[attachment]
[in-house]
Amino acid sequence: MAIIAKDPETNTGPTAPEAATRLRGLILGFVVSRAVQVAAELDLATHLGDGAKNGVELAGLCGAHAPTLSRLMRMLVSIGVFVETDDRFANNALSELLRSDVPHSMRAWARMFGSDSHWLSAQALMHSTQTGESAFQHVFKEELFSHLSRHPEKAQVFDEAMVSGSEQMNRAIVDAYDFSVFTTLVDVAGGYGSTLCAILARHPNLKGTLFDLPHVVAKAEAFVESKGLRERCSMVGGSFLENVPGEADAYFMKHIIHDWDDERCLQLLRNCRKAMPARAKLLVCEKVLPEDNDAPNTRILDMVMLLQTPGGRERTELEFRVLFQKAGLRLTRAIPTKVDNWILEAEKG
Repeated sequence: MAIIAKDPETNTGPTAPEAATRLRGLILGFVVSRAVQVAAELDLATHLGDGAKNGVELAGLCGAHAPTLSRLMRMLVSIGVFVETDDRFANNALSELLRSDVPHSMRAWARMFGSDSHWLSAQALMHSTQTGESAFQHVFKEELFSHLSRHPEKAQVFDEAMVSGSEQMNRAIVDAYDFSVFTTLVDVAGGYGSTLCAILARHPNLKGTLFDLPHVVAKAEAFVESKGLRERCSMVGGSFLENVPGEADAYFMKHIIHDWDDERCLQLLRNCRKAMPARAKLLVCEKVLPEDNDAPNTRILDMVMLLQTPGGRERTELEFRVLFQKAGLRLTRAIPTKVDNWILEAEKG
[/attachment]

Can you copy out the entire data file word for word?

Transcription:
[in-house]
Amino acid sequence: MAIIAKDPETNTGPTAPEAATRLRGLILGFVVSRAVQVAAELDLATHLGDGAKNGVELAGLCGAHAPTLSRLMRMLVSIGVFVETDDRFANNALSELLRSDVPHSMRAWARMFGSDSHWLSAQALMHSTQTGESAFQHVFKEELFSHLSRHPEKAQVFDEAMVSGSEQMNRAIVDAYDFSVFTTLVDVAGGYGSTLCAILARHPNLKGTLFDLPHVVAKAEAFVESKGLRERCSMVGGSFLENVPGEADAYFMKHIIHDWDDERCLQLLRNCRKAMPARAKLLVCEKVLPEDNDAPNTRILDMVMLLQTPGGRERTELEFRVLFQKAGLRLTRAIPTKVDNWILEAEKG
Repeated sequence: MAIIAKDPETNTGPTAPEAATRLRGLILGFVVSRAVQVAAELDLATHLGDGAKNGVELAGLCGAHAPTLSRLMRMLVSIGVFVETDDRFANNALSELLRSDVPHSMRAWARMFGSDSHWLSAQALMHSTQTGESAFQHVFKEELFSHLSRHPEKAQVFDEAMVSGSEQMNRAIVDAYDFSVFTTLVDVAGGYGSTLCAILARHPNLKGTLFDLPHVVAKAEAFVESKGLRERCSMVGGSFLENVPGEADAYFMKHIIHDWDDERCLQLLRNCRKAMPARAKLLVCEKVLPEDNDAPNTRILDMVMLLQTPGGRERTELEFRVLFQKAGLRLTRAIPTKVDNWILEAEKG